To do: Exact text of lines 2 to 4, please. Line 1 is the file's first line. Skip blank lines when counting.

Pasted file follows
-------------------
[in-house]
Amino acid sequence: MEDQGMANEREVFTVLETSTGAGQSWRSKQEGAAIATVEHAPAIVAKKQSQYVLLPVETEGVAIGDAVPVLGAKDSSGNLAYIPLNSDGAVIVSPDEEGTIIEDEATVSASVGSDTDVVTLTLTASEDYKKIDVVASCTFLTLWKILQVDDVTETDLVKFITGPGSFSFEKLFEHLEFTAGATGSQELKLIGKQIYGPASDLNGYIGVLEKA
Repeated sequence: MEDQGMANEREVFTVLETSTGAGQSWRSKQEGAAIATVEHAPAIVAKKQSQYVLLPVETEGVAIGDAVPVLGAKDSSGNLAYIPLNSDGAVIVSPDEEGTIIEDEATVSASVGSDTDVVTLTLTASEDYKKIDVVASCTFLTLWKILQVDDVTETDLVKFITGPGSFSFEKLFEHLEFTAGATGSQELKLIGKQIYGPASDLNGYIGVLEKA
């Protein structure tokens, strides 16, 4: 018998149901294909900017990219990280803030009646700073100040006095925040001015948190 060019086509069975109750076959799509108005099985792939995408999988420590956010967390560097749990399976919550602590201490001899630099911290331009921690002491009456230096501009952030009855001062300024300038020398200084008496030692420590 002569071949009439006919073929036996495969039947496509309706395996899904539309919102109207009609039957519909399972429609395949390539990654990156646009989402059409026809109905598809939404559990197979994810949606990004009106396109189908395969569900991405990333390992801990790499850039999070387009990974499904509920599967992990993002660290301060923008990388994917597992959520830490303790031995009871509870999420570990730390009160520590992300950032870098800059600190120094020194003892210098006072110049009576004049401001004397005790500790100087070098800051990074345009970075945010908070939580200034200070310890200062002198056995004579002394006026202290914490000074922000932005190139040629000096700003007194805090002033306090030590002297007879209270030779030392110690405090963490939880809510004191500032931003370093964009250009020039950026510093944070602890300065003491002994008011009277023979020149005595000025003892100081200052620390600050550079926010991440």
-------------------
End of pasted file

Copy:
Amino acid sequence: MEDQGMANEREVFTVLETSTGAGQSWRSKQEGAAIATVEHAPAIVAKKQSQYVLLPVETEGVAIGDAVPVLGAKDSSGNLAYIPLNSDGAVIVSPDEEGTIIEDEATVSASVGSDTDVVTLTLTASEDYKKIDVVASCTFLTLWKILQVDDVTETDLVKFITGPGSFSFEKLFEHLEFTAGATGSQELKLIGKQIYGPASDLNGYIGVLEKA
Repeated sequence: MEDQGMANEREVFTVLETSTGAGQSWRSKQEGAAIATVEHAPAIVAKKQSQYVLLPVETEGVAIGDAVPVLGAKDSSGNLAYIPLNSDGAVIVSPDEEGTIIEDEATVSASVGSDTDVVTLTLTASEDYKKIDVVASCTFLTLWKILQVDDVTETDLVKFITGPGSFSFEKLFEHLEFTAGATGSQELKLIGKQIYGPASDLNGYIGVLEKA
């Protein structure tokens, strides 16, 4: 018998149901294909900017990219990280803030009646700073100040006095925040001015948190 060019086509069975109750076959799509108005099985792939995408999988420590956010967390560097749990399976919550602590201490001899630099911290331009921690002491009456230096501009952030009855001062300024300038020398200084008496030692420590 002569071949009439006919073929036996495969039947496509309706395996899904539309919102109207009609039957519909399972429609395949390539990654990156646009989402059409026809109905598809939404559990197979994810949606990004009106396109189908395969569900991405990333390992801990790499850039999070387009990974499904509920599967992990993002660290301060923008990388994917597992959520830490303790031995009871509870999420570990730390009160520590992300950032870098800059600190120094020194003892210098006072110049009576004049401001004397005790500790100087070098800051990074345009970075945010908070939580200034200070310890200062002198056995004579002394006026202290914490000074922000932005190139040629000096700003007194805090002033306090030590002297007879209270030779030392110690405090963490939880809510004191500032931003370093964009250009020039950026510093944070602890300065003491002994008011009277023979020149005595000025003892100081200052620390600050550079926010991440």